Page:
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Interview with Tim Ferriss, RKCII

December 14, 2010 09:40 AM

Tim Ferriss, one of Fast Company's "Most Innovative Business People of 2007," is author of the #1 New York Times, Wall Street Journal, and BusinessWeek bestseller, The 4-Hour Workweek, which has been published in 35 languages.

WIRED magazine has called Tim "The Superman of Silicon Valley" for his manipulation of the human body. He is a tango world record holder, former national kickboxing champion (Sanshou), guest lecturer at Princeton University, and faculty member at Singularity University, based at NASA Ames Research Center.

His new book, which includes more than 10 years of experimentation, is The 4-Hour Body. In it, you'll see kettlebells and a number of familiar names, including Pavel, Tracy Reifkind, Zar Horton, and Gray Cook.

http://www.youtube.com/watch?v=LIVmsIJyj3A

Tim, when were you first exposed to kettlebells? Was it love at first sight?

Ha ha ha... I wish. It would've saved me a lot of time.

It started in 1999, when I made weekly pilgrimages from Princeton University to Philadelphia, where I trained at a gym called Maxercise. For the 45-minute workout that justified the trip, I was commuting more than two hours. Steve Maxwell, the owner of Maxercise, was a six-time Pan-American gold medalist in Brazilian jiujitsu (two world championships came later), and his clients ranged from the FBI and Secret Service to the Phillies and the Dodgers.

I first met kettlebells on a frigid winter evening in Maxercise's second-floor torture chamber. They were generally reserved for fighters and aspiring strong men. Here's the sad part: I abandoned kettlebells after two sessions, largely because I thought the workouts and movements needed to be complicated.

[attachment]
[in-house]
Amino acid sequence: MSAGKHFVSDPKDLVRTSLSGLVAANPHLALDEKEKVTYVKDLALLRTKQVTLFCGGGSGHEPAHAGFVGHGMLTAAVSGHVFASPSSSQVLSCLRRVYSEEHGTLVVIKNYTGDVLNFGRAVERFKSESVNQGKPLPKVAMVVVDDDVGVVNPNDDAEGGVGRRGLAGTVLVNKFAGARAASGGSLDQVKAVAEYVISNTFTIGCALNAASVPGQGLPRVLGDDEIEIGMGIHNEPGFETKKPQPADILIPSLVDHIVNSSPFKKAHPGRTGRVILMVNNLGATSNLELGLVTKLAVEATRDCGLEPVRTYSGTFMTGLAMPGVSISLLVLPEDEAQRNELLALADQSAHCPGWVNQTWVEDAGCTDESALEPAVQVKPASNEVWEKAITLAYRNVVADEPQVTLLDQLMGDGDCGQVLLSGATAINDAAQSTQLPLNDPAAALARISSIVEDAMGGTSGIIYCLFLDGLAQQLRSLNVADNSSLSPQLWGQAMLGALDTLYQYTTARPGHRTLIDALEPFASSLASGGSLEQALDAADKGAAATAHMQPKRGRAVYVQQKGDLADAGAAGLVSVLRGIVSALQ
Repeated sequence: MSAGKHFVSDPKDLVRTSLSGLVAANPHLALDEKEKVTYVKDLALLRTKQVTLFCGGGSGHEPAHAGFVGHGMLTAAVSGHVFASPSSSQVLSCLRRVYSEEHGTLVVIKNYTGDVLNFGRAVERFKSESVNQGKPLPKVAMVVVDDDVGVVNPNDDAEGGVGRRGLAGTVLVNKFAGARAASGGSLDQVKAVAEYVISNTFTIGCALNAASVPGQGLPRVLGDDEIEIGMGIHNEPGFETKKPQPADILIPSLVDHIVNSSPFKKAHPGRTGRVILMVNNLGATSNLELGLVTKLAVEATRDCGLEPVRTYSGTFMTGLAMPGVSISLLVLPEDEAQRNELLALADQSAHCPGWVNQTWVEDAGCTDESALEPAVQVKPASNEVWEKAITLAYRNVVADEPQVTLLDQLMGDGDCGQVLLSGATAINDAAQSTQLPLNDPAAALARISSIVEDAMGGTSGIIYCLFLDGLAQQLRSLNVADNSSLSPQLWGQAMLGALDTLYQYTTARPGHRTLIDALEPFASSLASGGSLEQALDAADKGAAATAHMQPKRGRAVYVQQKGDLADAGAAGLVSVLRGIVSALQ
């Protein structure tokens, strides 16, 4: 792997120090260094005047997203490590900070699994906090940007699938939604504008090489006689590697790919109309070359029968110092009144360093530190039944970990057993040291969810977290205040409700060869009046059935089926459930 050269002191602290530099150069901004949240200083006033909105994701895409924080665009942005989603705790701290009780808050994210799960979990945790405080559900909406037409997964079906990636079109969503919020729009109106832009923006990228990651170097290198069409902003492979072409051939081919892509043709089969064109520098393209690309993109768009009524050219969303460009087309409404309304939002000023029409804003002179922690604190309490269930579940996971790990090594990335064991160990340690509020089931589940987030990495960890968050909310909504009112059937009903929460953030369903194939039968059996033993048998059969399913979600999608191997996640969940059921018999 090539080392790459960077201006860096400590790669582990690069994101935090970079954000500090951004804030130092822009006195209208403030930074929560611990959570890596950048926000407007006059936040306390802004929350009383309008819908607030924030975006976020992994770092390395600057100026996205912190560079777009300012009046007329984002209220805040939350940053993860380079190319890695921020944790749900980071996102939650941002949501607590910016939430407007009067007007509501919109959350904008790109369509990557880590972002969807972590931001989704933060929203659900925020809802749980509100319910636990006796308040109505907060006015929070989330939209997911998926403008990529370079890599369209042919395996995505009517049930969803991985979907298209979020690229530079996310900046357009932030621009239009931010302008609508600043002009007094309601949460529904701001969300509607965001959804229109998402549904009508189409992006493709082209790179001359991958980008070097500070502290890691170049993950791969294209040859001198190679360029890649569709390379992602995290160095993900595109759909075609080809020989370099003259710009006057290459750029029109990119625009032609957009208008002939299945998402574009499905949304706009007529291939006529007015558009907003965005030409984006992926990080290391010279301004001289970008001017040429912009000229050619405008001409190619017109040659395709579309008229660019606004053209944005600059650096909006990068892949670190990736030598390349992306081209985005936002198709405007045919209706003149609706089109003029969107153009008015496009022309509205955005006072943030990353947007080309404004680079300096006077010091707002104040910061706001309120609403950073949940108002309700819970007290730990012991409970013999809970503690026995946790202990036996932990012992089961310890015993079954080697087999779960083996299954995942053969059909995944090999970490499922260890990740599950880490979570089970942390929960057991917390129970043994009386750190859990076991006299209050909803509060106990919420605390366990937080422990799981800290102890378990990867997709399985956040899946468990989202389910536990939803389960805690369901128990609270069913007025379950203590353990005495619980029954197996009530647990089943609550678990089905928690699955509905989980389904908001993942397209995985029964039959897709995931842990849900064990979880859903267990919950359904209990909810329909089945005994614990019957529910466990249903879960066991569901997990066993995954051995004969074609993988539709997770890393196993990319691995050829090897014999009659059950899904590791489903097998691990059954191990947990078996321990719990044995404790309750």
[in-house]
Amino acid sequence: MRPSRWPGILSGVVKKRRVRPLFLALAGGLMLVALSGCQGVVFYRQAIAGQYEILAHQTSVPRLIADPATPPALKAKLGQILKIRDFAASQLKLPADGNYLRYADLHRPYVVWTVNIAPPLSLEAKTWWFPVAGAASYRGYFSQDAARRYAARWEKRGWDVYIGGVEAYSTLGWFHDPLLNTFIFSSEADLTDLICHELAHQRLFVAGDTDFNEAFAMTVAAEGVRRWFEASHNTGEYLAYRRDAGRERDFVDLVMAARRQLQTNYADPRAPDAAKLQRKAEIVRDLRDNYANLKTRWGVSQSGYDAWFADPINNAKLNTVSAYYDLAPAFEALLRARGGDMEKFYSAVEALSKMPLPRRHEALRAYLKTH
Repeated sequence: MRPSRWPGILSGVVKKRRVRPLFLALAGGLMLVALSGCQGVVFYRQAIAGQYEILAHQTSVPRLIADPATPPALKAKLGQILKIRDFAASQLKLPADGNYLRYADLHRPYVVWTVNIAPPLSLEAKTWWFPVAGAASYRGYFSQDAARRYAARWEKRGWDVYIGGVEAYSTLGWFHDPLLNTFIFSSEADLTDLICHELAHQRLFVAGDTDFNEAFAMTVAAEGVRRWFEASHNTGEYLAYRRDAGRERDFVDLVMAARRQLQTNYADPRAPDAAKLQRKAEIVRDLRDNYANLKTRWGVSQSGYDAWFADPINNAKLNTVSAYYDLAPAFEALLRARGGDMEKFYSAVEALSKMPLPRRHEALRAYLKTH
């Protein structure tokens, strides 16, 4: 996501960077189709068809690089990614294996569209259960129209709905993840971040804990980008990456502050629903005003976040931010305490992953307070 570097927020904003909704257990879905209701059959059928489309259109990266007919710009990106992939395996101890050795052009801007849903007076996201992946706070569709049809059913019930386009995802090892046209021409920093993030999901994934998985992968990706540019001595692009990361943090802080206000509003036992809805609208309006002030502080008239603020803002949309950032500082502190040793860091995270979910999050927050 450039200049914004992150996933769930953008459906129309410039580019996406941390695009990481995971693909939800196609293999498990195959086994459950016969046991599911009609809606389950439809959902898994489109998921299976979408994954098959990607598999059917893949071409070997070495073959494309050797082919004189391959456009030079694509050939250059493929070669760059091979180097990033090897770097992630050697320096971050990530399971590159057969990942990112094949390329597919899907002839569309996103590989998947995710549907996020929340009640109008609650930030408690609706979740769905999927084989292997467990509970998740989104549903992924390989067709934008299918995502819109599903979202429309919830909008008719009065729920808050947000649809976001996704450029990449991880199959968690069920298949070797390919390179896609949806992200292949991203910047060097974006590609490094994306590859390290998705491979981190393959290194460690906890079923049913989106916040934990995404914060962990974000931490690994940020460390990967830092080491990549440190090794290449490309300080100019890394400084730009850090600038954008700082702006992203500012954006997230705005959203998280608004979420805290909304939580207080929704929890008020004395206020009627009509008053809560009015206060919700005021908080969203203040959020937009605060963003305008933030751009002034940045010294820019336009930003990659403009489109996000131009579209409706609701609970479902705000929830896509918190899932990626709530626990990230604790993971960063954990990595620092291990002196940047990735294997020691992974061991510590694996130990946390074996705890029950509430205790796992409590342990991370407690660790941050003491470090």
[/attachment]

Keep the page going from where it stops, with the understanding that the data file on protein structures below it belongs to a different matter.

It wasn't until six years later, through MMA fighters, that I realized how simple kettlebells could be: the swing.

From 2005-2006, I used one 24kg Dragon Door kettlebell as the center of my athletic training. I did almost nothing but two-arm swings, and the results and transfer to BJJ -- I trained at the Ralph Gracie Academy in Mountain View -- were incredible.

Now you're RKCI and RKCII certified—what compelled you to take it further? Any tips for aspiring RKCs?

To be perfectly honest, it was less about the tool -- the kettlebell -- and more about the methodology. Allow me to explain:

RKC was the most systematic approach I found for acquiring the skill of strength. This includes everything from biomechanics and leverage to programming. There aren't many certs where you can see someone go from pressing a 24kg bell to a 40kg bell in three days.

The principles of maximal strength that I learned and practiced at RKC apply to barbells and dumbbells -- and the playing field -- as much as they apply to kettlebells. Kettlebells are, however, a fantastic vehicle for learning the principles because, in general, you get more feedback. This is especially true with a diagnostic like the TGU.

For aspiring RKCs, here are some tips. I focus on the snatch test, as that's where many people fail:

1) Focus on the swing first. Your snatch will only be as strong as your swing. I've worked up to 50+ continuous reps with the Beast. It's harder to "snap" with the Beast than the 24kg! You'll notice about 20 DD KBs lining the hallway:

http://www.youtube.com/watch?v=9Hmw-GYqEng


2) Transfer goes both ways. Kettlebells help the deadlift, for example (I put 150 lbs. on my 1RM), but barbell exercises also help swings/snatches. I used supine hip thrusts on a bench 1x/week to help me prep for RKCII. Here is a demo of the exercise, using 425 lbs. x 5:

http://www.youtube.com/watch?v=2MaRla9RhW4


If your hands are your weak point, as was true for me, or you have trouble cleaning heavier weights, I found rack pulls for 2-3 reps to be very helpful. Here is six plates x 2, and note the double overhand grip, which is not a hook grip:

http://www.youtube.com/watch?v=WL1XD81hYk0


3) Follow a technical progression.

- Once you can do 100 continuous swings with your snatch test weight, move on to the high-pull-to-punch technique for the snatch. Important: practice the "punch through" at chest height before going overhead.

- The downswing is what will tear your hands -- use the "corkscrew" method in the beginning to avoid casting forward.

- The thumb knuckle should be pointed straight back between your legs when the KB passes your legs on the downswing. Knuckles facing forward = tearing calluses after 60 reps for most people.